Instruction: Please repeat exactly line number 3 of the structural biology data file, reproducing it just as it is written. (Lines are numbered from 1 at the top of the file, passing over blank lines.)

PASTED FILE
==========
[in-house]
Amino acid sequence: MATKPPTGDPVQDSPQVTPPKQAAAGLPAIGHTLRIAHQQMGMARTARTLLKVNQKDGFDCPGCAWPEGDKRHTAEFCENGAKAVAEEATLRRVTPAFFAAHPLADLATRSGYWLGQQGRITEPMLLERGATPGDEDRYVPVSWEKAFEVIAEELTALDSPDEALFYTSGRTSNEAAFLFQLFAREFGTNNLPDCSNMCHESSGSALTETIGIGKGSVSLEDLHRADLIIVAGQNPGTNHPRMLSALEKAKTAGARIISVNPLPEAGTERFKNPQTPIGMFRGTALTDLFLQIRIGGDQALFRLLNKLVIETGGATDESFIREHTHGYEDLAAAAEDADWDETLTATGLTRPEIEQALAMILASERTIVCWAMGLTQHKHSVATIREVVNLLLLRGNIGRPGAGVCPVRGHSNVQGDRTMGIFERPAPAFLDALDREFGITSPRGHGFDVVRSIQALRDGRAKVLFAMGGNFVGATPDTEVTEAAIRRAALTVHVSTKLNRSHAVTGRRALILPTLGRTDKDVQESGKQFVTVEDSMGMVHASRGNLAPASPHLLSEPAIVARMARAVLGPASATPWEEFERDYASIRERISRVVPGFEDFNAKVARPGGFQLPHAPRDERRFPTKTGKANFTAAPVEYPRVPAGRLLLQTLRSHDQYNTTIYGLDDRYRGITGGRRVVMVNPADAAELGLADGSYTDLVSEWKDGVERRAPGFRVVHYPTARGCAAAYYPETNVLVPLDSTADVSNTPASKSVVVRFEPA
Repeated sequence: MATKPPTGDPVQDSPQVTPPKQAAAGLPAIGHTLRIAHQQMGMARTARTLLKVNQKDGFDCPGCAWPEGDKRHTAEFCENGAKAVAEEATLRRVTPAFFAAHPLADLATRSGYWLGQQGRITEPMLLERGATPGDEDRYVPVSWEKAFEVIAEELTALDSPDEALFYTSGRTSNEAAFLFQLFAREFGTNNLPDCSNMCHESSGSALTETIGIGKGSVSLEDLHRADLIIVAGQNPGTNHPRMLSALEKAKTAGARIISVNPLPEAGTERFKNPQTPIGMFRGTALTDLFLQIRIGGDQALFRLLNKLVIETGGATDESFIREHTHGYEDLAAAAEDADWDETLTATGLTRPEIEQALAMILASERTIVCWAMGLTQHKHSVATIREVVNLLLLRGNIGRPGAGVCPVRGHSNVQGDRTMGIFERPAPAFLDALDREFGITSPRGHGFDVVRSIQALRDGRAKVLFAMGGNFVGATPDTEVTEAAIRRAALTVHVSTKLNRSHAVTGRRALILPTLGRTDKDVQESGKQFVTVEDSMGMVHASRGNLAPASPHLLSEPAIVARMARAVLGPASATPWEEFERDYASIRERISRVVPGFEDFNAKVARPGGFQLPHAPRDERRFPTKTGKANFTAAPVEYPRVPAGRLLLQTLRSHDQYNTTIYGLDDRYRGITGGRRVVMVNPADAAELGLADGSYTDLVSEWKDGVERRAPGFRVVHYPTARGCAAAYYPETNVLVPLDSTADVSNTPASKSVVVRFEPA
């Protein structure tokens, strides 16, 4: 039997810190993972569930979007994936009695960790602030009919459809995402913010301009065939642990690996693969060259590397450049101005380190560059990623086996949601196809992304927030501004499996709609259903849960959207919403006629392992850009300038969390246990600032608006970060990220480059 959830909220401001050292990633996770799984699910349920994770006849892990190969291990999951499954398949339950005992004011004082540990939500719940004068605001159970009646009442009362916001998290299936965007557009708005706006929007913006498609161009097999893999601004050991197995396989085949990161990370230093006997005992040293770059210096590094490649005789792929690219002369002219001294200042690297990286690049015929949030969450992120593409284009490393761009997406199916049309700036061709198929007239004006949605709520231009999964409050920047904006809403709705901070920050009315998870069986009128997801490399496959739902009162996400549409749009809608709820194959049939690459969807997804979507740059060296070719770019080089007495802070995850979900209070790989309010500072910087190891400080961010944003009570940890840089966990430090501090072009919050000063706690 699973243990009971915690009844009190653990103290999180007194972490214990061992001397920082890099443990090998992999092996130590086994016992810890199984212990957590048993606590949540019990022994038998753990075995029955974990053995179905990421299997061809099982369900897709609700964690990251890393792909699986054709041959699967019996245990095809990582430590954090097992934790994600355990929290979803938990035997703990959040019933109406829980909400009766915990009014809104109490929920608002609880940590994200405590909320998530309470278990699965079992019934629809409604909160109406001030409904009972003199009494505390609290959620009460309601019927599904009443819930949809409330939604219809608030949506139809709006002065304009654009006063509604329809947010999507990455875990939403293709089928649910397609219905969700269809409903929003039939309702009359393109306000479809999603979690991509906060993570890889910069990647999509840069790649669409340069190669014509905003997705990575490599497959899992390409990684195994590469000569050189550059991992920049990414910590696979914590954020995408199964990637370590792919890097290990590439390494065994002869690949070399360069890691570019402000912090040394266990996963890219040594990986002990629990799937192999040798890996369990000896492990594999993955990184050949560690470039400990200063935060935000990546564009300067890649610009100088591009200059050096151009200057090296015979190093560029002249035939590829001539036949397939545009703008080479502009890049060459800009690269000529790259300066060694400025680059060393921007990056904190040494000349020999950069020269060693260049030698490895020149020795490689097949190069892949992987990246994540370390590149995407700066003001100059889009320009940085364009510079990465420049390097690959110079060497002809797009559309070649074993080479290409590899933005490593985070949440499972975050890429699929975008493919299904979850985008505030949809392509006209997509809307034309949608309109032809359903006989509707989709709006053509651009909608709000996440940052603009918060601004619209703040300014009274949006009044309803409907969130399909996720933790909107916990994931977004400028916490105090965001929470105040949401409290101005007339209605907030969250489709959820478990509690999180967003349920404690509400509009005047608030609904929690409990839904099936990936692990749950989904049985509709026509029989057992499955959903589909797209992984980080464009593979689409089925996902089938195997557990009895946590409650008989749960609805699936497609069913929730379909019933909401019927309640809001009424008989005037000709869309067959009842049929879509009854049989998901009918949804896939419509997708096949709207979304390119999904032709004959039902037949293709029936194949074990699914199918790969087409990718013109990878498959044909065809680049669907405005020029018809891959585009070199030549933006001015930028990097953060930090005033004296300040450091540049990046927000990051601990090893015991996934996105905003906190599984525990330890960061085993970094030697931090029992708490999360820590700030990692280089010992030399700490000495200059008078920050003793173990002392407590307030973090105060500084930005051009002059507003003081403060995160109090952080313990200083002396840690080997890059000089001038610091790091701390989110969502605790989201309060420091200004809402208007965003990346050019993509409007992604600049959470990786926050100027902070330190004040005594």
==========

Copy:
Repeated sequence: MATKPPTGDPVQDSPQVTPPKQAAAGLPAIGHTLRIAHQQMGMARTARTLLKVNQKDGFDCPGCAWPEGDKRHTAEFCENGAKAVAEEATLRRVTPAFFAAHPLADLATRSGYWLGQQGRITEPMLLERGATPGDEDRYVPVSWEKAFEVIAEELTALDSPDEALFYTSGRTSNEAAFLFQLFAREFGTNNLPDCSNMCHESSGSALTETIGIGKGSVSLEDLHRADLIIVAGQNPGTNHPRMLSALEKAKTAGARIISVNPLPEAGTERFKNPQTPIGMFRGTALTDLFLQIRIGGDQALFRLLNKLVIETGGATDESFIREHTHGYEDLAAAAEDADWDETLTATGLTRPEIEQALAMILASERTIVCWAMGLTQHKHSVATIREVVNLLLLRGNIGRPGAGVCPVRGHSNVQGDRTMGIFERPAPAFLDALDREFGITSPRGHGFDVVRSIQALRDGRAKVLFAMGGNFVGATPDTEVTEAAIRRAALTVHVSTKLNRSHAVTGRRALILPTLGRTDKDVQESGKQFVTVEDSMGMVHASRGNLAPASPHLLSEPAIVARMARAVLGPASATPWEEFERDYASIRERISRVVPGFEDFNAKVARPGGFQLPHAPRDERRFPTKTGKANFTAAPVEYPRVPAGRLLLQTLRSHDQYNTTIYGLDDRYRGITGGRRVVMVNPADAAELGLADGSYTDLVSEWKDGVERRAPGFRVVHYPTARGCAAAYYPETNVLVPLDSTADVSNTPASKSVVVRFEPA